Inguinal Hernias

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1- Introduction

2- Anatomical Overview

3- Causes

4- Treatment


An inguinal hernia is a common condition characterized by the protrusion of abdominal contents, such as part of the intestine or fatty tissue, through a weak spot or opening in the abdominal wall near the inguinal canal. The inguinal canal is a passageway in the lower abdomen that houses blood vessels, nerves, and, in men, the spermatic cord.

© image from Moore Clinically Oriented Anatomy

Anatomical Overview

The majority of abdominal hernias occur in the inguinal region. Inguinal hernias account for 75% of abdominal hernias. These herniations occur in both sexes, but most inguinal hernias (approximately 86%) occur in males because of the passage of the spermatic cord through the inguinal canal. An inguinal hernia is a protrusion of parietal peritoneum and viscera, such as the small intestine, through a normal or abnormal opening from the cavity in which they belong. Most hernias are reducible, meaning they can be returned to their normal place in the peritoneal cavity by appropriate manipulation. The two types of inguinal hernia are direct and indirect inguinal hernias. More than two thirds are indirect hernias. Normally, most of the processus vaginalis obliterates before birth, except for the distal part that forms the tunica vaginalis of the testis. The peritoneal part of the hernial sac of an indirect inguinal hernia is formed by the persisting processus vaginalis. If the entire stalk of the processus vaginalis persists, the hernia extends into the scrotum superior to the testis, forming a complete indirect inguinal hernia. The superficial inguinal ring is palpable superolateral to the pubic tubercle by invaginating the skin of the upper scrotum with the index finger. The examiner’s finger follows the spermatic cord superolaterally to the superficial inguinal ring. If the ring is dilated, it may admit the finger without causing pain. Should a hernia be present, a sudden impulse is felt against either the tip or pad of the examining finger when the patient is asked to cough (Swartz, 2014). However, because both inguinal hernia types exit the superficial ring, palpation of an impulse at this site does not discriminate type. With the palmar surface of the finger against the anterior abdominal wall, the deep inguinal ring may be felt as a skin depression superior to the inguinal ligament, 2–4 cm superolateral to the pubic tubercle. Detection of an impulse at the superficial ring and a mass at the site of the deep ring suggests an indirect hernia. Palpation of a direct inguinal hernia is performed by placing the palmar surface of the index and/or middle finger over the inguinal triangle and asking the person to cough or bear down (strain). If a hernia is present, a forceful impulse is felt against the pad of the finger. The finger can also be placed in the superficial inguinal ring; if a direct hernia is present, a sudden impulse is felt medial to the finger when the person coughs or bears down.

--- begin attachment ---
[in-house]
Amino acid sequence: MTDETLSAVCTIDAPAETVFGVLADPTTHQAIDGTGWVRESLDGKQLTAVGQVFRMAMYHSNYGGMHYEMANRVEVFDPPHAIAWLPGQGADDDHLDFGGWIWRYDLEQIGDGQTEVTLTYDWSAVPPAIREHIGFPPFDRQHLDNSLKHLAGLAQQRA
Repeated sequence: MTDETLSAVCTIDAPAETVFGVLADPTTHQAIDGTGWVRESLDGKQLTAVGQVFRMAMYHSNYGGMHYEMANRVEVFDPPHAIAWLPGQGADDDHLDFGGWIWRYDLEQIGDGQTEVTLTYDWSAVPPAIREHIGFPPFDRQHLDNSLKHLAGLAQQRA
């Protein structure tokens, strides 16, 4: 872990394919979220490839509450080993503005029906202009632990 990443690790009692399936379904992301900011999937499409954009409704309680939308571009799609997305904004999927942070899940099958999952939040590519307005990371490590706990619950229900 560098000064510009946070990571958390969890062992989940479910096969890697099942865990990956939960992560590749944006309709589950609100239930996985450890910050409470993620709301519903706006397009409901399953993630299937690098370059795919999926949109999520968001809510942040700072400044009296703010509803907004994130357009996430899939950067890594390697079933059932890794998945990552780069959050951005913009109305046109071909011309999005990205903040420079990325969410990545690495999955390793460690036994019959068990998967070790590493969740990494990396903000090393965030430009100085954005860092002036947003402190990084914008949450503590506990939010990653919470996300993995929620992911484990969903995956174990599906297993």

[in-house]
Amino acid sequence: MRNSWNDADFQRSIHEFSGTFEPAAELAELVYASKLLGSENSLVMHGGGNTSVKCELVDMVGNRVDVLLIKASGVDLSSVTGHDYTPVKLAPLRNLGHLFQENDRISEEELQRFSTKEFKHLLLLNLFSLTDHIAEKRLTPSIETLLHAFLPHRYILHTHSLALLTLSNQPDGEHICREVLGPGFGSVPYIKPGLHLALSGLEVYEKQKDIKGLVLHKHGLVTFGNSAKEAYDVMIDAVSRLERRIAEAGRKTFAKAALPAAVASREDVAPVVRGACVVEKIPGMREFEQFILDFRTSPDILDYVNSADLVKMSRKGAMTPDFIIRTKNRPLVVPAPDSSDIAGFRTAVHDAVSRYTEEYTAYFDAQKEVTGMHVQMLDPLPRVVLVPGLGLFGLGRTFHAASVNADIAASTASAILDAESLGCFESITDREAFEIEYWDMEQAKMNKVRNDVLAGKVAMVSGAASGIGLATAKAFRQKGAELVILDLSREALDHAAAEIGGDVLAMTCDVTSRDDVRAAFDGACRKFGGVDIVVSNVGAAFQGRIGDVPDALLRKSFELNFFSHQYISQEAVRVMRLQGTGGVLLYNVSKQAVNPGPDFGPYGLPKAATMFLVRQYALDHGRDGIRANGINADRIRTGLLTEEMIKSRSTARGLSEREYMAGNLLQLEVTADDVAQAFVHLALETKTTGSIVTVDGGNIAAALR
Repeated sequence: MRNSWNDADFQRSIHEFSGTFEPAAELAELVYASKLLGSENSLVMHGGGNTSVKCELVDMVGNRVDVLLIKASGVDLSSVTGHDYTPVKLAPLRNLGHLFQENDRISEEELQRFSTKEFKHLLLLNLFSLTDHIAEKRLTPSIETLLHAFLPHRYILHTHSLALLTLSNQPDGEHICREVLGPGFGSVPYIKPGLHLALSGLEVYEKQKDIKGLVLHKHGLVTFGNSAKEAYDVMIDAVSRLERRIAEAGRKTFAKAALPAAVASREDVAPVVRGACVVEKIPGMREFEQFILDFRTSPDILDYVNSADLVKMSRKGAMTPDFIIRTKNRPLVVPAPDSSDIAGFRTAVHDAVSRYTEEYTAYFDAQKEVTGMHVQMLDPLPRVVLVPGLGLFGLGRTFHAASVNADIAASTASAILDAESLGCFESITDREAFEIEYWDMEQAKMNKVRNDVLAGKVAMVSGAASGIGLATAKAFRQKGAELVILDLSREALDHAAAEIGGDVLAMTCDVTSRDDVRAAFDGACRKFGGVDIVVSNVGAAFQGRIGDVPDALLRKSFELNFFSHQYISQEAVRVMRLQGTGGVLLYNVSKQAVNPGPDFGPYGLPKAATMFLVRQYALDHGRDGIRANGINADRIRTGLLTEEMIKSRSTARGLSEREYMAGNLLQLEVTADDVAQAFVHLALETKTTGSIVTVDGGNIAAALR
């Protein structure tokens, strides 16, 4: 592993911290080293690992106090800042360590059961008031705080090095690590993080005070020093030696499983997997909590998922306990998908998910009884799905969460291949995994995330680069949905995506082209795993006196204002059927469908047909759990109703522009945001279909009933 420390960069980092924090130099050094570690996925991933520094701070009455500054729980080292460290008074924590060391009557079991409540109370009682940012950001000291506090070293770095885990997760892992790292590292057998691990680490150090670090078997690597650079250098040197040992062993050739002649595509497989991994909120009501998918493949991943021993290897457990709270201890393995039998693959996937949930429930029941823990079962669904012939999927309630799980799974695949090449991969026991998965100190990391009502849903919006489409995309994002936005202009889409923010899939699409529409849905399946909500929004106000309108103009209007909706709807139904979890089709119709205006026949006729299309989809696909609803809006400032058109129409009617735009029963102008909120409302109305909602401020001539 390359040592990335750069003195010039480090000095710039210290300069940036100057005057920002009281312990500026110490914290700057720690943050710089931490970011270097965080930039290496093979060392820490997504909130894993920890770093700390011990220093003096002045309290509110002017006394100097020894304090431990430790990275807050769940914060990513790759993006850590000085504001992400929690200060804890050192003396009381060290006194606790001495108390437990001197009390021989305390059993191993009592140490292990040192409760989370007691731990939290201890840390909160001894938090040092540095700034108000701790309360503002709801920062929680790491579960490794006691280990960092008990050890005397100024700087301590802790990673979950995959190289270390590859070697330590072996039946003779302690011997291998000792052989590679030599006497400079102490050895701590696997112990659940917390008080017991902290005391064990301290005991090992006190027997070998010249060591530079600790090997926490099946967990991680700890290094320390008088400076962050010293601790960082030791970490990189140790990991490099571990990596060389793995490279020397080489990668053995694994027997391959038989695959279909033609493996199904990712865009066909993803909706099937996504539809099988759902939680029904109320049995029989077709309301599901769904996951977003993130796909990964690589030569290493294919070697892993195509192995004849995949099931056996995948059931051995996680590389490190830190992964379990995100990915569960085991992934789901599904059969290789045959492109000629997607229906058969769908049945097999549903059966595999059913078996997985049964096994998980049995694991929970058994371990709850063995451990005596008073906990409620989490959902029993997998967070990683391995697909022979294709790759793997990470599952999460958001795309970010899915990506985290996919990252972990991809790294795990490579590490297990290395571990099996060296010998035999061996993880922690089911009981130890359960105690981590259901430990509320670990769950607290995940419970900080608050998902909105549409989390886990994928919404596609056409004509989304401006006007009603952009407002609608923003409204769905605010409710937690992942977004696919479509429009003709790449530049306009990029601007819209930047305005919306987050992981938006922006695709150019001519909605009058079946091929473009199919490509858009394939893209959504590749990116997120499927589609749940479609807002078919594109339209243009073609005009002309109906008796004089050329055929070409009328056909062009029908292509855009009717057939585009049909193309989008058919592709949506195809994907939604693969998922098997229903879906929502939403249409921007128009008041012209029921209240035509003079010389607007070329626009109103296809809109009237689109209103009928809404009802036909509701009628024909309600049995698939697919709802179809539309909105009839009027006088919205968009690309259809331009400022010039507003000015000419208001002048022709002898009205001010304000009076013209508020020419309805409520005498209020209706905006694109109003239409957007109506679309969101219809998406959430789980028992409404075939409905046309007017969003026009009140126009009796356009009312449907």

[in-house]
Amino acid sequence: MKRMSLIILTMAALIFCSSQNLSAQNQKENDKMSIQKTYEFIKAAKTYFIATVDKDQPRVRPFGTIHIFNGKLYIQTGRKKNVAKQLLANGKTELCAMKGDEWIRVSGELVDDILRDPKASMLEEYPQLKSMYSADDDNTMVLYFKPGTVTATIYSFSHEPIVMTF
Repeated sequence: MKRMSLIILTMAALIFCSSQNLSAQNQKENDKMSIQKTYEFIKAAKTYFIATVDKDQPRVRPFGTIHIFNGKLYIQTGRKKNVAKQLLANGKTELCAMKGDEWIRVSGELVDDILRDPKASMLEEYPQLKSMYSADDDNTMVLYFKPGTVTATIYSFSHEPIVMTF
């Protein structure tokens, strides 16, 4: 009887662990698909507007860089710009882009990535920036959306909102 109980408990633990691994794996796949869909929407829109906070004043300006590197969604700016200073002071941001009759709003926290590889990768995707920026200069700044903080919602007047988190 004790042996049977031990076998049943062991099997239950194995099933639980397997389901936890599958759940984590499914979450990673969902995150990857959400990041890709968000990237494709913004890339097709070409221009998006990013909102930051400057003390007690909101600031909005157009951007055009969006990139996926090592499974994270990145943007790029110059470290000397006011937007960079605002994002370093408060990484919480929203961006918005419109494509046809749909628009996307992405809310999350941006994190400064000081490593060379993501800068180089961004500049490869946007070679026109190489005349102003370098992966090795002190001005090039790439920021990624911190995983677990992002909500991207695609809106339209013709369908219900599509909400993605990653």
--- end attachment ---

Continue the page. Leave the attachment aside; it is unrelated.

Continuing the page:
© image from Moore Clinically Oriented Anatomy


  • Weakness in the Abdominal Muscles: The abdominal muscles play a crucial role in maintaining the integrity of the abdominal wall. Weakness in these muscles, whether due to genetic factors, aging, or injury, can create openings through which abdominal contents can herniate.

  • Increased Intra-Abdominal Pressure: Conditions or activities that increase pressure within the abdomen can predispose individuals to inguinal hernias. These may include:

    • Heavy Lifting: Repeated or heavy lifting, especially when performed improperly, can strain the abdominal muscles and increase intra-abdominal pressure, leading to herniation.
    • Chronic Coughing: Conditions such as chronic obstructive pulmonary disease (COPD), persistent coughs, or frequent sneezing episodes can exert increased pressure on the abdominal wall and contribute to hernia formation.